Concept development was quickly gaining pace. I could question the designs and look at them from a high level; a blue-sky approach. What could I do if there was no budget constraint? If money was no object what features would I include? Where could various appliances go if I wasn’t constrained to the same location the existing ones occupied? Don’t get me wrong, I did have a few constraints (just like a real project) that I couldn’t change like windows, doors, and baseboard heating. I ended up with a handful of concepts that allowed easy movement, easy access, and more gathering space, and moved on into the next phase: refinement. The refinement phase focused on those aspects and started to identify solutions that fit within my budget. I settled on a direction that integrated very well with my theme and the experience I wanted to achieve.

The sourcing began here, and along with that, came finalized design details. The cabinet system I chose was available in specific dimensions but were modular, so I could tweak things by a few inches and fit another cabinet in the space or put a larger cabinet and utilize modular organization systems. I made a tape grid on my new floor that allowed me to “prototype” my new kitchen quickly and effectively. This was a huge help in understanding the space. This phase also allowed me to think about subtle details like cleanability. Laminate flooring was chosen for its durability and wood-like appearance at a lower cost. I wanted white cabinets but knew they would get dirty so I wanted something that would be easy to wipe down. Granite counters gave me the best bang for the buck in terms of durability and usability, while still coming in unique patterns that could emulate something like marble to play into my theme’s strategy. As the parts began arriving, the kitchen started to take shape and materialize into the vision.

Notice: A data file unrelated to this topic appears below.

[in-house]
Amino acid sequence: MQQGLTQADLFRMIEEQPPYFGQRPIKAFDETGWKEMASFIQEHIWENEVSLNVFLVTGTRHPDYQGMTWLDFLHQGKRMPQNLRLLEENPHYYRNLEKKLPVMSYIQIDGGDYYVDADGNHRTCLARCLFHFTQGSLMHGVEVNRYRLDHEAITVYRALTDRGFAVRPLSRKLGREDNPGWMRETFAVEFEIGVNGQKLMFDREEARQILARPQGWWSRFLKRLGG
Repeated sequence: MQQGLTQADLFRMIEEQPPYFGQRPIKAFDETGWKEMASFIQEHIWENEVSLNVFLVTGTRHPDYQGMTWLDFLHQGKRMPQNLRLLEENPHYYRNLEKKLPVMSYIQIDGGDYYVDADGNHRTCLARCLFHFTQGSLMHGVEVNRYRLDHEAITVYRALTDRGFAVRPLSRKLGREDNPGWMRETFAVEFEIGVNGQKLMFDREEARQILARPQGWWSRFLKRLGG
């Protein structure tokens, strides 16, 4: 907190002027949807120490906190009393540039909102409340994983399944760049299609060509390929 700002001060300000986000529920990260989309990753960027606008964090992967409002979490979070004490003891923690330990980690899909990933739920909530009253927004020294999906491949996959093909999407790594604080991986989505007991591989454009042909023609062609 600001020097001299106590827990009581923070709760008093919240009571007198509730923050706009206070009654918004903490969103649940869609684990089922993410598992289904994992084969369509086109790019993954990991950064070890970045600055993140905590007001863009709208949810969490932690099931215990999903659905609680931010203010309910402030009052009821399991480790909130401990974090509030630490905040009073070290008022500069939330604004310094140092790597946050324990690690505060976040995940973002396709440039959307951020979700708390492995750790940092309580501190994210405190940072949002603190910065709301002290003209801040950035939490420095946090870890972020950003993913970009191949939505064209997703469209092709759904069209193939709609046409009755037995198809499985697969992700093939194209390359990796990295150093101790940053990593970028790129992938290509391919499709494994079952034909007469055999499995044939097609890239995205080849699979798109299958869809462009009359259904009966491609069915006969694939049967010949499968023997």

You’ll notice upper cabinets are absent from my concepts and that was intentional. I find them hard to use as a functional space and things tend to get lost in them, but I left the space there if a future resident would decide to incorporate them. I prefer open storage because everything is easy to access and visible and I had just the spot on the opposite wall of my cabinets. This wall is where the baseboard heating lived and that proved to be a challenge until I found affordable freestanding shelving systems, that with some modification, fit with the baseboard radiators. Now they work perfectly for my needs.

This undertaking took a couple months of nights and weekends. It reaffirmed the design process that I use daily and gave me the opportunity to apply that to something for myself. The solution that I designed fits my family’s everyday life (with the asterisk that dogs, especially large gangly ones like a greyhound, do not function well on hard, slippery floors.). It also suits larger informal parties, and even a more formal holiday dinner with the extended family!  My favorite part about the whole system is that I’m able to tweak it and modify it to grow with my family. This kitchen project gave me the confidence that I could truly design a system and an experience to fit my current and future needs as well as project management experience that I can bring towards client work.